Dan Cheung is senior process control engineer at Domtar, a pulp mill located in Kamloops, British Columbia, Canada. In one process, the mill burns calcium carbonate to make calcium oxide in a lime kiln with a capacity of 400 tons per day. “We were using 8.5 gigajoules per ton of energy on the system,” says Cheung. An industry benchmark survey showed the usual rate to be 7.3 to 7.4 gigajoules. He decided that action must be taken.

“We hired an energy auditor who checked out the conditions of the instrumentation and process and came up with a report that said an energy savings project was doable. In fact, they conservatively estimated that we could get down to 7.4 or 7.5 gigajoules. That would mean almost a million dollars per year savings potential. The three- to four-month payback was very attractive, so we proceeded,” Cheung says.

Working with Norpac Controls, a distributor of Emerson Process Management control products in Vancouver, British Columbia, Cheung initiated a project to implement model predictive control from Emerson on the mill’s existing Emerson Delta V control system. In addition to the software, Cheung also used this time to check and calibrate all the instrumentation. The resulting improvements were huge. “It is very cold today,” Cheung says, “yet, we are still burning at a rate of 7.2 gigajoules per ton. In fact, once the process stabilized, we found we could increase production by about 10 percent while still cutting the energy usage rate. These are very, very, very impressive results. It makes me look like a hero.”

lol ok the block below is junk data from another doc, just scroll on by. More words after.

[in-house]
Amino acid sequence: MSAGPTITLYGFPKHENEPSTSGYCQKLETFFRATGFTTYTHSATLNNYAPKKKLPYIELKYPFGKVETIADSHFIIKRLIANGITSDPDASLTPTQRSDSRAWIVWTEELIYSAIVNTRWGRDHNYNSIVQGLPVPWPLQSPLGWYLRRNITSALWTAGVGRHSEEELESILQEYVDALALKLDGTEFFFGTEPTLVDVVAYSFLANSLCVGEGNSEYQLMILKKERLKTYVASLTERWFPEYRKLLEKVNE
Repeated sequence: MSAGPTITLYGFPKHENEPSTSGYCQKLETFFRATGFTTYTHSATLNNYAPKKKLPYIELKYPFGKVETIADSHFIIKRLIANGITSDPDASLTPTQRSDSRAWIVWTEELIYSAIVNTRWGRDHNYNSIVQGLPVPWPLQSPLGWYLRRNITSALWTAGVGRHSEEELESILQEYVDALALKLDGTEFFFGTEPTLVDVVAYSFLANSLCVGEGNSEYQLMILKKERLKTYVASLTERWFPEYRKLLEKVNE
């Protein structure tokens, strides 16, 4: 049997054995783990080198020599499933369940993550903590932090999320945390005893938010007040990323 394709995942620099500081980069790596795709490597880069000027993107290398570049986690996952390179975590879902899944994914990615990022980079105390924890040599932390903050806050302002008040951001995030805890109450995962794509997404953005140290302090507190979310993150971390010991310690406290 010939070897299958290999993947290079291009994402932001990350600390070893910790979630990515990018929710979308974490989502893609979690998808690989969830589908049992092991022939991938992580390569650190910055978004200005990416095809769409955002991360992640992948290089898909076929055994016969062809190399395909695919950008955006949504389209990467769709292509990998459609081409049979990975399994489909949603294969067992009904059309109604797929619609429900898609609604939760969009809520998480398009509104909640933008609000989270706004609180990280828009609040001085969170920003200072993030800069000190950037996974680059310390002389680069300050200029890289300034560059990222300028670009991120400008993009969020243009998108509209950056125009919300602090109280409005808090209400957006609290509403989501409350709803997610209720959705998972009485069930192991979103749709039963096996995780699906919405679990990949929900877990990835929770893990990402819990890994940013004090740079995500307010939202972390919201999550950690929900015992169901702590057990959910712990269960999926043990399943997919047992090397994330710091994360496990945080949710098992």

Measure to control